Java ConsolePluginAction-class And Method Code Example

Here is an example of using the ConsolePlugin and ConsolePluginAction classes from the logback-classic library in Java:

import ch.qos.logback.classic.LoggerContext;
import ch.qos.logback.classic.joran.JoranConfigurator;
import ch.qos.logback.core.joran.spi.JoranException;
import ch.qos.logback.core.util.StatusPrinter;
import ch.qos.logback.core.util.OptionHelper;

public class LogbackExample {
    public static void main(String[] args) {
        LoggerContext context = (LoggerContext) LoggerFactory.getILoggerFactory();
        try {
            JoranConfigurator configurator = new JoranConfigurator();
        } catch (JoranException je) {

        // Create a new ConsolePluginAction object
        ConsolePluginAction action = new ConsolePluginAction();
        action.setScanPeriod("30 seconds");
        Logger logger = (Logger) LoggerFactory.getLogger(LogbackExample.class);
        logger.debug("This is a debug message");"This is an informational message");
        logger.error("This is an error message", new Exception("This is an exception"));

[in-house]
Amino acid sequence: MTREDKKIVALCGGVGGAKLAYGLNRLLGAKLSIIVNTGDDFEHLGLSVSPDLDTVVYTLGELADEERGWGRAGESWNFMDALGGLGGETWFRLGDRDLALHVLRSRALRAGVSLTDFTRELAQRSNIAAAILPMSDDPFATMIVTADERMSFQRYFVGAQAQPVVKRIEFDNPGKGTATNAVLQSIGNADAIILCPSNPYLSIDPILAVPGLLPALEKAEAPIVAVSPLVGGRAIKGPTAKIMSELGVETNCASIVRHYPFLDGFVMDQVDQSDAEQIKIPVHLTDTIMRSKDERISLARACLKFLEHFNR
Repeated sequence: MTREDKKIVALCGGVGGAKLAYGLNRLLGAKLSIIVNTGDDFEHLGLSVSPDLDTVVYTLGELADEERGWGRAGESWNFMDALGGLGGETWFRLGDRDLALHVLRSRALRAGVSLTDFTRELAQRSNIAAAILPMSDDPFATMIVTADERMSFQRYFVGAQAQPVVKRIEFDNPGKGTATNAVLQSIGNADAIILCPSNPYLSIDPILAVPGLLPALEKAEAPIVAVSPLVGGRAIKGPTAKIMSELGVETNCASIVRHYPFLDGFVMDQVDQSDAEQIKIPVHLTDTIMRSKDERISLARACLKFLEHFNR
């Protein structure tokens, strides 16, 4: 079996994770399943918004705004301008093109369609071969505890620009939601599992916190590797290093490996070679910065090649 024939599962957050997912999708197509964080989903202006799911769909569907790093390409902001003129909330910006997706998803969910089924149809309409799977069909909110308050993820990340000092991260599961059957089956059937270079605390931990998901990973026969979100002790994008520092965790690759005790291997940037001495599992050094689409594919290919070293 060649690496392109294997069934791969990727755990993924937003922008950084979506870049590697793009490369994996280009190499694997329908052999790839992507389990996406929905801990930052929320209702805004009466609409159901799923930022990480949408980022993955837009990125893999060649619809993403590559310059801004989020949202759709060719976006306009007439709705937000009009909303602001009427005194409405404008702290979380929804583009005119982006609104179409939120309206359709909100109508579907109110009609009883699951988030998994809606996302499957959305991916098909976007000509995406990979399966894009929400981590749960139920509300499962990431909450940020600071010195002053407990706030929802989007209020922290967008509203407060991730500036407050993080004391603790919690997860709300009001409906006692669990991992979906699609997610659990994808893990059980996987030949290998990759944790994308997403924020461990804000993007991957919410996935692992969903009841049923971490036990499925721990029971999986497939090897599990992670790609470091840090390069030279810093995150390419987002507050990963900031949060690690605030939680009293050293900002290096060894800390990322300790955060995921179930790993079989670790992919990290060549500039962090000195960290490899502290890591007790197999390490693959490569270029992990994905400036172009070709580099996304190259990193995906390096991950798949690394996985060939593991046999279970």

This example uses the ConsolePlugin and ConsolePluginAction classes to start the logback interactive console. The ConsolePlugin allows for reconfiguration of logback at runtime via an interactive console.

The ConsolePluginAction sets the context and the scan period for the ConsolePlugin. The setScanPeriod("30 seconds") call tells the ConsolePlugin to scan for the commands every 30 seconds. The start() call starts the plugin.

This example is using basic configuration, however you can use this class in more complex scenarios by using different options and attributes.

Please keep in mind that the logback.xml should be placed in classpath to be loaded by JoranConfigurator and the ConsolePlugin

Please also keep in mind that using the Console plugin can open a security hole as it allows arbitrary code execution, as such it should not be used in production environments or on untrusted networks.